What do we mean by the lookback time to a distant galaxy?

1 Answer
Feb 9, 2017

Due to the finite speed at which light travels, the light that reaches us from distant objects was emitted long ago and is very old when it finally brings information to Earth.


Because light travels at a finite velocity (#3xx10^8 m/s#), it takes an definite amount of time to travel a given distance. In one year, light will travel an enormous distance - roughly 9.5 trillion kilometers. This is the distance astronomers frequently use as a measuring stick, and is known as a light year.

So, if a star were to be one light year away from us, light from that star, upon reaching us, has been travelling through space for one year. When we collect that light (we see the star) we are gathering light that has was emitted one year ago. We see the star not as it is at this moment, but as it was one year ago.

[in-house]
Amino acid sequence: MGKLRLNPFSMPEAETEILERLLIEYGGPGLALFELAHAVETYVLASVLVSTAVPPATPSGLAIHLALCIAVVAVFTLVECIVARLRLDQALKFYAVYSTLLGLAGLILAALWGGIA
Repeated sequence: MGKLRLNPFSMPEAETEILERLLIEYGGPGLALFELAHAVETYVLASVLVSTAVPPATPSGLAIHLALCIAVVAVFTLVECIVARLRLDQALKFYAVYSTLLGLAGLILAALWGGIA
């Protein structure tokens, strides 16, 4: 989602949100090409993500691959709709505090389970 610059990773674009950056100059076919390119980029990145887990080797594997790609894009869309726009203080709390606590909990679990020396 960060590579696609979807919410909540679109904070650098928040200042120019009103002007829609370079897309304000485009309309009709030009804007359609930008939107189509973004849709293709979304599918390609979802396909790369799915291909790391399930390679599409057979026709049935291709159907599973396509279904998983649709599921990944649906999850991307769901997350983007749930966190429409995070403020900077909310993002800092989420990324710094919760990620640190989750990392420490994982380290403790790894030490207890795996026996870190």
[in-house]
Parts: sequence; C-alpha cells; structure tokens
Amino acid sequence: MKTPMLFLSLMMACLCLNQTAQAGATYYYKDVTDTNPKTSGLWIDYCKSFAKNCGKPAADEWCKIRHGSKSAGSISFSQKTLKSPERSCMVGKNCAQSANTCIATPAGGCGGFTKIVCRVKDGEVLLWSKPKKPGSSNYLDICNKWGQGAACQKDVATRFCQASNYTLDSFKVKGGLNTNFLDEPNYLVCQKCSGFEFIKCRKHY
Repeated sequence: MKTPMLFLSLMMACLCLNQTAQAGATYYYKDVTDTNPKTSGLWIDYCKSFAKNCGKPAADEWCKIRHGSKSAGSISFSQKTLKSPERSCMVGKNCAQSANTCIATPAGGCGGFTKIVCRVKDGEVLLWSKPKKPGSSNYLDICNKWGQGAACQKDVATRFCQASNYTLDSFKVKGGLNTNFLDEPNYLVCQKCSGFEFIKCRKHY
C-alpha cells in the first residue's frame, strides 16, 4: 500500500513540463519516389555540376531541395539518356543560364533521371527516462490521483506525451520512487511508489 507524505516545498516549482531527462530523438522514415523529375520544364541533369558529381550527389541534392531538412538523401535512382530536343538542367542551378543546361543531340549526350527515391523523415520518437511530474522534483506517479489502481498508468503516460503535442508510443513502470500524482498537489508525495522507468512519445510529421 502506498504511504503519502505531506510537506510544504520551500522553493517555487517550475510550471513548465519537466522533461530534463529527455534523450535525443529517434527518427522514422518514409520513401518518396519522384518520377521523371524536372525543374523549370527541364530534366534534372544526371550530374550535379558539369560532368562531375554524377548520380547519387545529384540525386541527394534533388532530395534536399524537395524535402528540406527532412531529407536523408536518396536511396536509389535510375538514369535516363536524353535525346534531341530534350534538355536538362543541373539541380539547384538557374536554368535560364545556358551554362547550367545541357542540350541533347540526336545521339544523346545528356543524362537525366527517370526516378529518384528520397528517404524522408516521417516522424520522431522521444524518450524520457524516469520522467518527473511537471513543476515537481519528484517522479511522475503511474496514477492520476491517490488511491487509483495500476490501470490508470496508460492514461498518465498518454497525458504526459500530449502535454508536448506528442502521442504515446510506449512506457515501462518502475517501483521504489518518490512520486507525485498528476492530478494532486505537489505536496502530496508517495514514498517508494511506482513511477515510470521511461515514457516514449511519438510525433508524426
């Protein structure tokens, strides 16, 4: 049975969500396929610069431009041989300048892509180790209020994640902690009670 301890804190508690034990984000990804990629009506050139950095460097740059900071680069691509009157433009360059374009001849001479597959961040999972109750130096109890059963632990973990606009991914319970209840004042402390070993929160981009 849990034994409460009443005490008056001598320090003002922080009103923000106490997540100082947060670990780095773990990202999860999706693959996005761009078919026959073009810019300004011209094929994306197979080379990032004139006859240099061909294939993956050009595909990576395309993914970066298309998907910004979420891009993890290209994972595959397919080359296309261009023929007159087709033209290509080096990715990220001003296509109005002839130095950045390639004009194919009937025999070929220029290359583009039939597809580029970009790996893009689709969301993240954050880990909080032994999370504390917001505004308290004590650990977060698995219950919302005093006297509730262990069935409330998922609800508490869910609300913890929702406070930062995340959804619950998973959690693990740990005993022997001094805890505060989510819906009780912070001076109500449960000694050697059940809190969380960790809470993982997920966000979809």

If you extend this fact to much greater distances, we realize that the further the object is from the Earth, the "older" the light that we gather when we look at that object. For example, Andromedia I galaxy is 2.43 million light years from us. So, the galaxy we see today is based on light emitted 2.43 million years ago. And for more distant objects, the light is even more ancient.

In that way, a look into the depths of the universe is a look back in time.

By the way, it is interesting to note that inhabitants of Earth have only been broadcasting electromagnetic signal for roughly a century. So, that information about us has only had time to travel about 100 light years. Other than our own Milky Way galaxy, there are very few objects "out there" within a 100 light year radius. Any alien life receiving a signal from us would have to be very close indeed!